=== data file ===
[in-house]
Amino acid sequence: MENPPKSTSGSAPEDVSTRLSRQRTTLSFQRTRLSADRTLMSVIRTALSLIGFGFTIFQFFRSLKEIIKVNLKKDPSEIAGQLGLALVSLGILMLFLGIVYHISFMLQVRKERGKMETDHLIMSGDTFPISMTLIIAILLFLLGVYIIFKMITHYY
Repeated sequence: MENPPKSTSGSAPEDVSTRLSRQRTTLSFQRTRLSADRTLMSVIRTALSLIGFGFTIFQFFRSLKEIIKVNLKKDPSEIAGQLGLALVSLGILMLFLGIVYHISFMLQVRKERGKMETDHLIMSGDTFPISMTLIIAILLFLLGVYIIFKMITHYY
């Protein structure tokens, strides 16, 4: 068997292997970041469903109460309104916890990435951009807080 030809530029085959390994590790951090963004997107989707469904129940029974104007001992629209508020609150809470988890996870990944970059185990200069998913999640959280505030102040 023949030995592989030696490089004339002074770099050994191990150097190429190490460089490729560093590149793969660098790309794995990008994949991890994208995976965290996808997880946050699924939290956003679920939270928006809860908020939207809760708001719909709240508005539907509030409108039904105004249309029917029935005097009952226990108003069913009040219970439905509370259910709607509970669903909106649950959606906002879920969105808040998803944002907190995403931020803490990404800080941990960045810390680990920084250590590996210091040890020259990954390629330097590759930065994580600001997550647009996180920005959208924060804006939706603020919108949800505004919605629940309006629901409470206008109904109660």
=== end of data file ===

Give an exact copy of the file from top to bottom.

[in-house]
Amino acid sequence: MENPPKSTSGSAPEDVSTRLSRQRTTLSFQRTRLSADRTLMSVIRTALSLIGFGFTIFQFFRSLKEIIKVNLKKDPSEIAGQLGLALVSLGILMLFLGIVYHISFMLQVRKERGKMETDHLIMSGDTFPISMTLIIAILLFLLGVYIIFKMITHYY
Repeated sequence: MENPPKSTSGSAPEDVSTRLSRQRTTLSFQRTRLSADRTLMSVIRTALSLIGFGFTIFQFFRSLKEIIKVNLKKDPSEIAGQLGLALVSLGILMLFLGIVYHISFMLQVRKERGKMETDHLIMSGDTFPISMTLIIAILLFLLGVYIIFKMITHYY
């Protein structure tokens, strides 16, 4: 068997292997970041469903109460309104916890990435951009807080 030809530029085959390994590790951090963004997107989707469904129940029974104007001992629209508020609150809470988890996870990944970059185990200069998913999640959280505030102040 023949030995592989030696490089004339002074770099050994191990150097190429190490460089490729560093590149793969660098790309794995990008994949991890994208995976965290996808997880946050699924939290956003679920939270928006809860908020939207809760708001719909709240508005539907509030409108039904105004249309029917029935005097009952226990108003069913009040219970439905509370259910709607509970669903909106649950959606906002879920969105808040998803944002907190995403931020803490990404800080941990960045810390680990920084250590590996210091040890020259990954390629330097590759930065994580600001997550647009996180920005959208924060804006939706603020919108949800505004919605629940309006629901409470206008109904109660």